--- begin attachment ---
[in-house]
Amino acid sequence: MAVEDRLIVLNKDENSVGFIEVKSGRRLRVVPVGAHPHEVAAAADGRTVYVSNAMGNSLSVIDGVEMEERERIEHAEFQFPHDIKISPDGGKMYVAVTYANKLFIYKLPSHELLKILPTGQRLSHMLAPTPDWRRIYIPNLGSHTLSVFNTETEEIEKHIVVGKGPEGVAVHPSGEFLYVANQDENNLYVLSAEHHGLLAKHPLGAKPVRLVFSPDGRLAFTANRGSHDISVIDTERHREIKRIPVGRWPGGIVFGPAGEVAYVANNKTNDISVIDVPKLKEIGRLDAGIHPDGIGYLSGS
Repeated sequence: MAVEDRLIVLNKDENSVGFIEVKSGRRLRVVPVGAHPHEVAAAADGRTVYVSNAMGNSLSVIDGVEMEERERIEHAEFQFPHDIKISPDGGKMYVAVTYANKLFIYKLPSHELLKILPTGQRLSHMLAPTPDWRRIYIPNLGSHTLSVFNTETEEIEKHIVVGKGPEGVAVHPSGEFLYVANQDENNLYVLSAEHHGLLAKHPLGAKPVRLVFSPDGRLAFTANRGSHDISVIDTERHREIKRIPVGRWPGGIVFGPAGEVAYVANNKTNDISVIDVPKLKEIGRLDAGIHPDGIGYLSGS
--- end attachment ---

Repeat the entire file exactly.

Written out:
[in-house]
Amino acid sequence: MAVEDRLIVLNKDENSVGFIEVKSGRRLRVVPVGAHPHEVAAAADGRTVYVSNAMGNSLSVIDGVEMEERERIEHAEFQFPHDIKISPDGGKMYVAVTYANKLFIYKLPSHELLKILPTGQRLSHMLAPTPDWRRIYIPNLGSHTLSVFNTETEEIEKHIVVGKGPEGVAVHPSGEFLYVANQDENNLYVLSAEHHGLLAKHPLGAKPVRLVFSPDGRLAFTANRGSHDISVIDTERHREIKRIPVGRWPGGIVFGPAGEVAYVANNKTNDISVIDVPKLKEIGRLDAGIHPDGIGYLSGS
Repeated sequence: MAVEDRLIVLNKDENSVGFIEVKSGRRLRVVPVGAHPHEVAAAADGRTVYVSNAMGNSLSVIDGVEMEERERIEHAEFQFPHDIKISPDGGKMYVAVTYANKLFIYKLPSHELLKILPTGQRLSHMLAPTPDWRRIYIPNLGSHTLSVFNTETEEIEKHIVVGKGPEGVAVHPSGEFLYVANQDENNLYVLSAEHHGLLAKHPLGAKPVRLVFSPDGRLAFTANRGSHDISVIDTERHREIKRIPVGRWPGGIVFGPAGEVAYVANNKTNDISVIDVPKLKEIGRLDAGIHPDGIGYLSGS